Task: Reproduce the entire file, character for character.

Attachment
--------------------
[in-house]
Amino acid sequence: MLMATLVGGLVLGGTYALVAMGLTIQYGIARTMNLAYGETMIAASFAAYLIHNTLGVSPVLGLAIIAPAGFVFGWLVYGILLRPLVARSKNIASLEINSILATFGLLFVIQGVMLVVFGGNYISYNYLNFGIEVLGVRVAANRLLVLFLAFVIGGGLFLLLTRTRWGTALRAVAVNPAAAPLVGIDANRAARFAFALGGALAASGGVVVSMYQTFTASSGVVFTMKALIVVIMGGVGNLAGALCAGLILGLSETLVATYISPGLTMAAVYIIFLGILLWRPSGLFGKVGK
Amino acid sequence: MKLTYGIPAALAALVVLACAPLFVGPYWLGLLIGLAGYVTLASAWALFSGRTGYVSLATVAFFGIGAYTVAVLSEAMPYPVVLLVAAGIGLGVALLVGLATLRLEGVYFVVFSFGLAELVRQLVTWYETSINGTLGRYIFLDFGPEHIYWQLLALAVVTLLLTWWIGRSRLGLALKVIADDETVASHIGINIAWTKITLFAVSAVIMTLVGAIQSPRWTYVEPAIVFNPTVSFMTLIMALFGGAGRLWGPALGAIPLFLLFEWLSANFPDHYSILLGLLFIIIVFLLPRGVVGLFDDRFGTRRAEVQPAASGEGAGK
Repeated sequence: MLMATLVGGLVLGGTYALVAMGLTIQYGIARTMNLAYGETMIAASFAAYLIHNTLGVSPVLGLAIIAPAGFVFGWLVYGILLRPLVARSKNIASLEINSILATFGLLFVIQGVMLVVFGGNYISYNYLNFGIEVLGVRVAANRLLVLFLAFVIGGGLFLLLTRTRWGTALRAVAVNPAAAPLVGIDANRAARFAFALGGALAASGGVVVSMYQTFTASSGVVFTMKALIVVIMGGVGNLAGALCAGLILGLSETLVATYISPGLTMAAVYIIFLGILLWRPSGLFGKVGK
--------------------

[in-house]
Amino acid sequence: MLMATLVGGLVLGGTYALVAMGLTIQYGIARTMNLAYGETMIAASFAAYLIHNTLGVSPVLGLAIIAPAGFVFGWLVYGILLRPLVARSKNIASLEINSILATFGLLFVIQGVMLVVFGGNYISYNYLNFGIEVLGVRVAANRLLVLFLAFVIGGGLFLLLTRTRWGTALRAVAVNPAAAPLVGIDANRAARFAFALGGALAASGGVVVSMYQTFTASSGVVFTMKALIVVIMGGVGNLAGALCAGLILGLSETLVATYISPGLTMAAVYIIFLGILLWRPSGLFGKVGK
Amino acid sequence: MKLTYGIPAALAALVVLACAPLFVGPYWLGLLIGLAGYVTLASAWALFSGRTGYVSLATVAFFGIGAYTVAVLSEAMPYPVVLLVAAGIGLGVALLVGLATLRLEGVYFVVFSFGLAELVRQLVTWYETSINGTLGRYIFLDFGPEHIYWQLLALAVVTLLLTWWIGRSRLGLALKVIADDETVASHIGINIAWTKITLFAVSAVIMTLVGAIQSPRWTYVEPAIVFNPTVSFMTLIMALFGGAGRLWGPALGAIPLFLLFEWLSANFPDHYSILLGLLFIIIVFLLPRGVVGLFDDRFGTRRAEVQPAASGEGAGK
Repeated sequence: MLMATLVGGLVLGGTYALVAMGLTIQYGIARTMNLAYGETMIAASFAAYLIHNTLGVSPVLGLAIIAPAGFVFGWLVYGILLRPLVARSKNIASLEINSILATFGLLFVIQGVMLVVFGGNYISYNYLNFGIEVLGVRVAANRLLVLFLAFVIGGGLFLLLTRTRWGTALRAVAVNPAAAPLVGIDANRAARFAFALGGALAASGGVVVSMYQTFTASSGVVFTMKALIVVIMGGVGNLAGALCAGLILGLSETLVATYISPGLTMAAVYIIFLGILLWRPSGLFGKVGK